Copy of a submission made to the Christchurch Central City Plan, 16th September 2011
Although light-rail was raised by many respondents in the “Share an Idea” consultation, this somewhat amorphous term has been rendered in the draft plan largely as a plan for an urban tram network. I assert that a more important interpretation of the desire for rail-based transit can be realised by focusing firstly on commuter rail, alongside other transit modes (including an urban tram network).
The major loss of residential housing in the east of the city as a direct result of the 2010/2011 earthquake sequence has exacerbated a crucial shortage of new housing in Greater Christchurch. Development of new housing satellite towns as opposed to on the city fringes offers the opportunity to concentrate services, commercial development and public amenities in these towns, leading to increased quality and stability of the services, and reduced time and cost of travel to access these services. As satellite towns grow however, so will the total number of people commuting into the redeveloped city centre.
If it addresses the needs of commuters, the inner city redevelopment plan can have a positive influence far beyond the confines of the inner city. Lest Christchurch suffer the car-travel hell that is the daily commute in many other major western urban centres, we should plan for and implement good public transit services. Extensive research shows that in order to offer an improved experience, public transit must be cheaper, faster and safer than car travel. These must therefore be the three bywords of any public transit planning: cheaper, faster and safer. In every city in which public transport offers an improved experience over car travel, that public transport is well patronised, and therefore generates good revenue and therefore is sustainable.
It is my assertion that the redevelopment pressures on Christchurch today will mean that catering to the transit needs of medium-distance commuters will have the strongest positive effect on the life and development of the inner city. The possibility for rapid and cost-effective travel from relatively dense satellite urban centres to Christchurch will particularly enable the moderate-to-high density development which is envisaged throughout the inner city redevelopment plan. Because of this target group, I believe that we should focus on implementing commuter rail, alongside the critical development of the bus network and the desirable goal of supplementing heavily travelled bus routes with urban trams. Focusing on development of commuter rail on grade-separated track has the potential to enable large numbers of people to live in satellite towns and work in Christchurch, because it is only commuter rail that can achieve the three goals of being faster, cheaper and safer than car travel for this potentially very large target group.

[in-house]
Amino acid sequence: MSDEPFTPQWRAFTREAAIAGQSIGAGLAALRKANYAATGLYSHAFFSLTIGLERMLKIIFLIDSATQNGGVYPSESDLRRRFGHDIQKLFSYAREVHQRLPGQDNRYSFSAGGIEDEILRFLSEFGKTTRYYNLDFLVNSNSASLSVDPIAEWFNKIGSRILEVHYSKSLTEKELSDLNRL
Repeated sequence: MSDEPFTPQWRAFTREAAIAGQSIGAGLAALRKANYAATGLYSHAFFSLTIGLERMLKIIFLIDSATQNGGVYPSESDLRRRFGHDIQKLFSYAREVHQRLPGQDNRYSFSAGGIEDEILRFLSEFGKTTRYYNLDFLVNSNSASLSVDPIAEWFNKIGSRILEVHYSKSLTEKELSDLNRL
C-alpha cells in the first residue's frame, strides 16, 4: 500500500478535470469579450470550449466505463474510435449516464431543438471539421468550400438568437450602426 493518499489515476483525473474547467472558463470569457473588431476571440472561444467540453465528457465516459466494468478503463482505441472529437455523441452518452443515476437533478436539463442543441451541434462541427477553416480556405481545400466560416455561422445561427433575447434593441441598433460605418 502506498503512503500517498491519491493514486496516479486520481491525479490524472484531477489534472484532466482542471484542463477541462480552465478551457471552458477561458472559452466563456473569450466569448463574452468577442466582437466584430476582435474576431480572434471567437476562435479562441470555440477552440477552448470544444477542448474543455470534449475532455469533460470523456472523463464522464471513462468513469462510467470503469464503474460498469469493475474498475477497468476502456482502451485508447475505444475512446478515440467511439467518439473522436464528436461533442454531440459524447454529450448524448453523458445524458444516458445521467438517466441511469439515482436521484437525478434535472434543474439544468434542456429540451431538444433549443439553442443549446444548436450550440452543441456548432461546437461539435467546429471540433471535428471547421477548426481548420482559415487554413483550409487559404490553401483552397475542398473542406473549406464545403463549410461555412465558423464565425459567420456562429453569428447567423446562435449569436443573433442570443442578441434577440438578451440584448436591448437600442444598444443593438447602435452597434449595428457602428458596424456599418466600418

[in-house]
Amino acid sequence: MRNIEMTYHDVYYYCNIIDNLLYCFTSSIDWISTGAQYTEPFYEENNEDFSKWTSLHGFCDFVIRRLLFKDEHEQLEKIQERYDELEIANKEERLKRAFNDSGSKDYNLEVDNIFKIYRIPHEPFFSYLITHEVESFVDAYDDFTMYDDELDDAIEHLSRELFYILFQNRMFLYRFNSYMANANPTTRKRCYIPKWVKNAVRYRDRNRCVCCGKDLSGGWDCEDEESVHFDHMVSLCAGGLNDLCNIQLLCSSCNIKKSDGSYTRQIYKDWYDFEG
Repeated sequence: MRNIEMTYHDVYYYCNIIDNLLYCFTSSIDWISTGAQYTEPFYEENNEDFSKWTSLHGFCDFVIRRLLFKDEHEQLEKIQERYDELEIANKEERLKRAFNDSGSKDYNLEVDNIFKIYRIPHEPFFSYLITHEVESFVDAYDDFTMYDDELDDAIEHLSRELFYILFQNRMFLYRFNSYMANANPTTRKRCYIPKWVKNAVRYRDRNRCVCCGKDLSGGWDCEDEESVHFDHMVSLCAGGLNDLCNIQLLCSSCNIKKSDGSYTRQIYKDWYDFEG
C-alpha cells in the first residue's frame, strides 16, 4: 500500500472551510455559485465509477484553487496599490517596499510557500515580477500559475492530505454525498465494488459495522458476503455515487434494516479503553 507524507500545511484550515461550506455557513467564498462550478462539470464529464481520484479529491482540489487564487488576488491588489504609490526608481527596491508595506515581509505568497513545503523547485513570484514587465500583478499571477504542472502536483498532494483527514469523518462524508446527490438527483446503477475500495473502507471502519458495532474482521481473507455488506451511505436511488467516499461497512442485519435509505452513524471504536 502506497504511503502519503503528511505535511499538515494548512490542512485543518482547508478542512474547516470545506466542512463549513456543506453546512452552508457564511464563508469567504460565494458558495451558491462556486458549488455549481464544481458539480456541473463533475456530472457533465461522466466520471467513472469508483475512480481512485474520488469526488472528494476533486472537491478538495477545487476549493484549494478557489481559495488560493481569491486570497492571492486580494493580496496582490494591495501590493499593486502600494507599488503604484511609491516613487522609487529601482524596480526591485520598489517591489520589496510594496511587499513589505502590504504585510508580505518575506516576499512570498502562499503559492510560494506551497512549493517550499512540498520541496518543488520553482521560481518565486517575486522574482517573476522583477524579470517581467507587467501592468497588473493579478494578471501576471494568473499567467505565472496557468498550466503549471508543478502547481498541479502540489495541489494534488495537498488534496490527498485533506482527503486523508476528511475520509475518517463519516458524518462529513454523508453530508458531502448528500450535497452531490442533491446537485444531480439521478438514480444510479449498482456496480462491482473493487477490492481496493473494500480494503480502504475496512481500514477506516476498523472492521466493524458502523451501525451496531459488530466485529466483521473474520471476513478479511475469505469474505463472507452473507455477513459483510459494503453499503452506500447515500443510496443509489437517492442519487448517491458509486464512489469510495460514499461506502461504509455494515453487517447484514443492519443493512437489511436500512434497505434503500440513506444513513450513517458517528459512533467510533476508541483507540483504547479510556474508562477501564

Commuter rail is also likely to have lower costs and faster time-to-implementation than the other modes foreseen in the plan, primarily because the tracks are already on the ground and run to the two most important commuter towns, Rolleston (southwest) and Rangiora (north). Additionally, the majority of the southwestern leg to Rolleston is already double-tracked and has few level crossings, allowing trains to reach higher speeds, therefore easily satisfying the requirement of reduced travel times in comparison to vehicle transit.
Key tasks in implementing commuter rail in Greater Christchurch include:
In conclusion, commuter rail is achievable without astronomical outlay, and will enable fast, cheap and safe commuter travel from satellite towns into the inner city. An inner city that is easy to reach will be more supportive of retail and leisure options as well as a logical and attractive location for businesses to base their employees. Adopting commuter rail as a key component of the broader Christchurch public transit mixture will result in an increased likelihood of realising the remarkable vision set out in the inner city redevelopment plan.
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